ting this sysctl(8) to non-zero causes the ID field
                           in IP packets to be randomized instead of incre-
                           mented by 1 with each packet generated.  This
                           closes a minor information leak which allows remote
                           observers to determine the rate of packet genera-
                           tion on the machine by watching the counter.  In
                           the same time, on high-speed links, it can decrease
                           the ID reuse cycle greatly.  Default is 0 (sequen-
                           tial IP IDs).  IPv6 flow IDs and fragment IDs are
                           always random.

     ip.maxfragpackets     Integer: maximum number of fragmented packets the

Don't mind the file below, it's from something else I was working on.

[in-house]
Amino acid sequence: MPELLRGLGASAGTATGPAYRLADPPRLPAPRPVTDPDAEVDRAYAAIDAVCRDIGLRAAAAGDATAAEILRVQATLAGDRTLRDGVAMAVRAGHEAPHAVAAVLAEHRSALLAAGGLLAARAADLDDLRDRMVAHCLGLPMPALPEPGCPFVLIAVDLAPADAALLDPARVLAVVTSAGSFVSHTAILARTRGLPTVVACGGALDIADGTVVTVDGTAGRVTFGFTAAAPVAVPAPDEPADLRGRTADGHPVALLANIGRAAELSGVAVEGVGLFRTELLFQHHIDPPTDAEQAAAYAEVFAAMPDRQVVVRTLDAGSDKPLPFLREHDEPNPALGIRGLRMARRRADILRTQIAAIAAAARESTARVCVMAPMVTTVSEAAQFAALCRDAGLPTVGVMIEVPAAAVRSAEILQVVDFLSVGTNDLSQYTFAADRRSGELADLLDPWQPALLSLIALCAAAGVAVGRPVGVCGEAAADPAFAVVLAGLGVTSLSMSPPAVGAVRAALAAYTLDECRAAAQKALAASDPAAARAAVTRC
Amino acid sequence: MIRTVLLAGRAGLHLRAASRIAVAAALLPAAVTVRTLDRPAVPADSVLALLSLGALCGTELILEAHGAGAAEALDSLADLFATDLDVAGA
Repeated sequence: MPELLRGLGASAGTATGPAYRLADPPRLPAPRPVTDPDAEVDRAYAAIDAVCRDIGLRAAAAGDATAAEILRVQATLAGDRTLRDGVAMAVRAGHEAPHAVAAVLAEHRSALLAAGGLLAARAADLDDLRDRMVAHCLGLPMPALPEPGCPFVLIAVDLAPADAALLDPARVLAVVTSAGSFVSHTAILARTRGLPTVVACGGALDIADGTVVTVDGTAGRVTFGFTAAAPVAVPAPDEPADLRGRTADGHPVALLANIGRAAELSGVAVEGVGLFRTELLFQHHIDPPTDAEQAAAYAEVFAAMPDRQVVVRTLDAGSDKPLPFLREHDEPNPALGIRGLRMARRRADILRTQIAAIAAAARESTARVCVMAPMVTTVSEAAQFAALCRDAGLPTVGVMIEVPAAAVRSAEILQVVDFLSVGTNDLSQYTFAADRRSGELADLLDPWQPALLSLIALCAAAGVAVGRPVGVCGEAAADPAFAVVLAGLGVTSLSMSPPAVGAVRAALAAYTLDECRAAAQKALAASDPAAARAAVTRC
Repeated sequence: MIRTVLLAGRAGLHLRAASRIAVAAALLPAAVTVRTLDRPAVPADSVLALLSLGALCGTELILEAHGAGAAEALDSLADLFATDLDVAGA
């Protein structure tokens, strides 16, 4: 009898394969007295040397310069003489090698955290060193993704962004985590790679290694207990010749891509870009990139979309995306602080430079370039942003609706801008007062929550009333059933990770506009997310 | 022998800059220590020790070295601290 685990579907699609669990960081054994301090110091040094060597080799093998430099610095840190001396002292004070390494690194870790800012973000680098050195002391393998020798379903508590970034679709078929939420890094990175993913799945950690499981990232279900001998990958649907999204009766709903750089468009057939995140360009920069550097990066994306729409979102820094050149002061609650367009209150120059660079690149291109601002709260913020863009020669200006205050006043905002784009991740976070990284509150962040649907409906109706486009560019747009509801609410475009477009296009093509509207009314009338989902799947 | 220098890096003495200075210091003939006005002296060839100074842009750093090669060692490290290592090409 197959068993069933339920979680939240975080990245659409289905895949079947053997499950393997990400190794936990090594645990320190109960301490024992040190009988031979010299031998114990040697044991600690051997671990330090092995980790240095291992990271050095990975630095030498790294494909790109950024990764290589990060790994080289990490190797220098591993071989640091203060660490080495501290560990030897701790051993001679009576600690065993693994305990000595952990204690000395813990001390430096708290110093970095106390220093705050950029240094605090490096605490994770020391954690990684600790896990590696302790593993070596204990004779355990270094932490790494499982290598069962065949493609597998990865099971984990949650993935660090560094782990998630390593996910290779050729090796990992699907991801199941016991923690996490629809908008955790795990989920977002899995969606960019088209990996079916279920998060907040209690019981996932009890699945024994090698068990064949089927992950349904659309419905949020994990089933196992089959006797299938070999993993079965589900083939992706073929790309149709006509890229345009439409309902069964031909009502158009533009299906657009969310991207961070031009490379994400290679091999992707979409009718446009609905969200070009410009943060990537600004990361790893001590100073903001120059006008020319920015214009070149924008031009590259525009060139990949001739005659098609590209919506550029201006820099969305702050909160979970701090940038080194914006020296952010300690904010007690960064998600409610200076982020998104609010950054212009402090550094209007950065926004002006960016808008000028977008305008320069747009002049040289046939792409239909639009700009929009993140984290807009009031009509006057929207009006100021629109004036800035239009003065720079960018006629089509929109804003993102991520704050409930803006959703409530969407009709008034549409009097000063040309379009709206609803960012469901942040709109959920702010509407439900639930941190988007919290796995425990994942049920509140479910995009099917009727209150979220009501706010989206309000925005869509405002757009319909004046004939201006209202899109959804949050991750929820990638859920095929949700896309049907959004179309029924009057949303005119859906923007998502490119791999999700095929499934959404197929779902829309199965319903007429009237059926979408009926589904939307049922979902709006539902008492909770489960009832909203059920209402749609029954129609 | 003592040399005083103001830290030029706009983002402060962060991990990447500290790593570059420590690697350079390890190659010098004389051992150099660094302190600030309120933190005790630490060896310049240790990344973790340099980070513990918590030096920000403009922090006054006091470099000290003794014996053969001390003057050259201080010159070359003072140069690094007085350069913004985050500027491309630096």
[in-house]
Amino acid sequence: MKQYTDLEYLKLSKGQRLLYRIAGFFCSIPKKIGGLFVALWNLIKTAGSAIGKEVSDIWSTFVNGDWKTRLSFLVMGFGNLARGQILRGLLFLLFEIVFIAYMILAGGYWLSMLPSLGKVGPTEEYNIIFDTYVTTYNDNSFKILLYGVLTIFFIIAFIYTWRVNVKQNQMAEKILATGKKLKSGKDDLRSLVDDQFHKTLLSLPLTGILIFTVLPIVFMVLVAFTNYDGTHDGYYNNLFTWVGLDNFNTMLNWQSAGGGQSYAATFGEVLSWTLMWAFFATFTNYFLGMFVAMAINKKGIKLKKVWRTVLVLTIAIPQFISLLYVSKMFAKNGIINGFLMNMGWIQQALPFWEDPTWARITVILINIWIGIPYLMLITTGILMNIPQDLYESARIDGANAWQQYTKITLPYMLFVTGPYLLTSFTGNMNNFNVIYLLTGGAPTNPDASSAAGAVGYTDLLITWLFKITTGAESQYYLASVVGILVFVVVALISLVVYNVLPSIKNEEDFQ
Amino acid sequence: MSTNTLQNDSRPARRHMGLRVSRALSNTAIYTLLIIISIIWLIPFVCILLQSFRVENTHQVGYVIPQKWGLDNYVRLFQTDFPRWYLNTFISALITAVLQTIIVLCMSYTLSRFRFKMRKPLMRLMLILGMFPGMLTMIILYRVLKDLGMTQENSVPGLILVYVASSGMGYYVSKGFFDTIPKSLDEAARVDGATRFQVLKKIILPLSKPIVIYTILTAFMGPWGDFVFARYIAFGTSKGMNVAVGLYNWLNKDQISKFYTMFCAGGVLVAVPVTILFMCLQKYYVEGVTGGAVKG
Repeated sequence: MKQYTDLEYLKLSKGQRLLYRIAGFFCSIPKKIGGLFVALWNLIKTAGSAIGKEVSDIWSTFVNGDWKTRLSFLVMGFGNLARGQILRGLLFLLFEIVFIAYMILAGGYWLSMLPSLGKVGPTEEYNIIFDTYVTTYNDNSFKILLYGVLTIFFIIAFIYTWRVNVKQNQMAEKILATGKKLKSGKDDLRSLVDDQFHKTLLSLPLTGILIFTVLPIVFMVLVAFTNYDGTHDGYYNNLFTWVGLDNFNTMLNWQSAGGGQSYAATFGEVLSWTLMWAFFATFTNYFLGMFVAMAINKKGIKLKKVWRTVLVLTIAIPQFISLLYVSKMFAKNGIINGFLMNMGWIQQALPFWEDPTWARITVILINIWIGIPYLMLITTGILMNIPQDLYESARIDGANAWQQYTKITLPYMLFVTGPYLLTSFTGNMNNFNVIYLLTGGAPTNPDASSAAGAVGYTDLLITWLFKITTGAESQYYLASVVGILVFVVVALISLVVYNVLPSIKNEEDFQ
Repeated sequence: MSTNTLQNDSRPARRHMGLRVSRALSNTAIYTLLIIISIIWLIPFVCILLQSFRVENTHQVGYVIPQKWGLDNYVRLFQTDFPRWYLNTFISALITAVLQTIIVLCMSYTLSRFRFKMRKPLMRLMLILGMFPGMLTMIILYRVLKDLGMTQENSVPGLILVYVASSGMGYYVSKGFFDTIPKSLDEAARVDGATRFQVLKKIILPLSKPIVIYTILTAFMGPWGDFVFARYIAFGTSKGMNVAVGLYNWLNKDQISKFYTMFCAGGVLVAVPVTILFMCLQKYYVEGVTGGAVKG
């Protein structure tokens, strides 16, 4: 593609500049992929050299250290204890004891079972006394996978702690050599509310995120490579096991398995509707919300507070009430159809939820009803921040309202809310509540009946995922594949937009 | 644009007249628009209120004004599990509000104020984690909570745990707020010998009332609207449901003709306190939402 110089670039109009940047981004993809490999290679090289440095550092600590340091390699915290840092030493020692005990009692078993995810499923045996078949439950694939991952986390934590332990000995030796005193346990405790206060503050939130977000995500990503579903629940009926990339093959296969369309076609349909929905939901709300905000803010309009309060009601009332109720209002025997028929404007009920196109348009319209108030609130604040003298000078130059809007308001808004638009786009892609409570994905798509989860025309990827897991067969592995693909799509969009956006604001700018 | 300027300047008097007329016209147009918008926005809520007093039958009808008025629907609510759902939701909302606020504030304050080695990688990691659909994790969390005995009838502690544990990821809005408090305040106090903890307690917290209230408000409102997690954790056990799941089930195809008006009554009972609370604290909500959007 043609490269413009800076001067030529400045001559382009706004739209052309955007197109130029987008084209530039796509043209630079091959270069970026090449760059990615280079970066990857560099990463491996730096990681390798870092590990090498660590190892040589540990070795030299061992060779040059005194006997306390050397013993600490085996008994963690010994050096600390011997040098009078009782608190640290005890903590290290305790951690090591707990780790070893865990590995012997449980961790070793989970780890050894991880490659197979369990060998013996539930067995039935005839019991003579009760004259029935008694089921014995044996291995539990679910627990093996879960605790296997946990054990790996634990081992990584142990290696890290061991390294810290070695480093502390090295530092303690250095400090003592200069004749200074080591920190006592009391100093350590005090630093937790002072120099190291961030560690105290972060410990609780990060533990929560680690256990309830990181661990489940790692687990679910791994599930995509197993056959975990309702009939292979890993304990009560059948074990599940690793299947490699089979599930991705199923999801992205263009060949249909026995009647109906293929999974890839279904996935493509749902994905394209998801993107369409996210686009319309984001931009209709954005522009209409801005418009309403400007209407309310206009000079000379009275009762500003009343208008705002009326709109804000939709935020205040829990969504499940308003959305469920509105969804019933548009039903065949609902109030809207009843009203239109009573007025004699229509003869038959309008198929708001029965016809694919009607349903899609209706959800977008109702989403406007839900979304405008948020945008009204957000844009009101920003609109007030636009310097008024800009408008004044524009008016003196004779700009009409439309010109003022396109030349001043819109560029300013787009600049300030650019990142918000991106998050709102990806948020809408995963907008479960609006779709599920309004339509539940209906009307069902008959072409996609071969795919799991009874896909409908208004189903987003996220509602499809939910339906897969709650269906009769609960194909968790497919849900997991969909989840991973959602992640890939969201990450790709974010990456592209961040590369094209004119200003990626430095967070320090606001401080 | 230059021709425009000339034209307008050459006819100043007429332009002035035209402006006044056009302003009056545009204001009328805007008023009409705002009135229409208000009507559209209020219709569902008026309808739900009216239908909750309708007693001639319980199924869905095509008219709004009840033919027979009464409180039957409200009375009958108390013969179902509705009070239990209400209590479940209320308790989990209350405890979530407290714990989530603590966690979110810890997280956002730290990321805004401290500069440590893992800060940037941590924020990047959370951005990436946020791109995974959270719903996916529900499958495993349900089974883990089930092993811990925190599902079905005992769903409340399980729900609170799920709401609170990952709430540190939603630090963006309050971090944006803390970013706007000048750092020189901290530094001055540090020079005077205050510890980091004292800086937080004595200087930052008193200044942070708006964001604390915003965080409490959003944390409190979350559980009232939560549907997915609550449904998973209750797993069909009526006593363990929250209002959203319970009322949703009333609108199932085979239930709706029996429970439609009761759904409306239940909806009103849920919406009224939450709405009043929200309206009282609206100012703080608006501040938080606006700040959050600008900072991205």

host will accept and hold in the reassembling queue
                           simultaneously.  0 means that the host will not
                           accept any fragmented packets.  -1 means that the
                           host will accept as many fragmented packets as it
                           receives.

     ip.maxfragsperpacket  Integer: maximum number of fragments the host will
                           accept and hold in the reassembling queue for a
                           packet.  0 means that the host will not accept any
                           fragmented packets.

SEE ALSO
     ioctl(2), socket(2), sysctl(3), icmp(4), intro(4), ip(4), ipfirewall(4),
     route(4), tcp(4), udp(4), pfil(9)

     "An Introductory 4.3 BSD Interprocess Communication Tutorial", PS1, 7.

     "An Advanced 4.3 BSD Interprocess Communication Tutorial", PS1, 8.

CAVEATS
     The Internet protocol support is subject to change as the Internet proto-
     cols develop.  Users should not depend on details of the current imple-
     mentation, but rather the services exported.

HISTORY
     The inet protocol interface appeared in 4.2BSD.  The ``protocol cloning''
     code appeared in FreeBSD 2.1.

FreeBSD 6.2                      April 9, 2005                     FreeBSD 6.2

NAME | SYNOPSIS | DESCRIPTION | ADDRESSING | PROTOCOLS | SEE ALSO | CAVEATS | HISTORY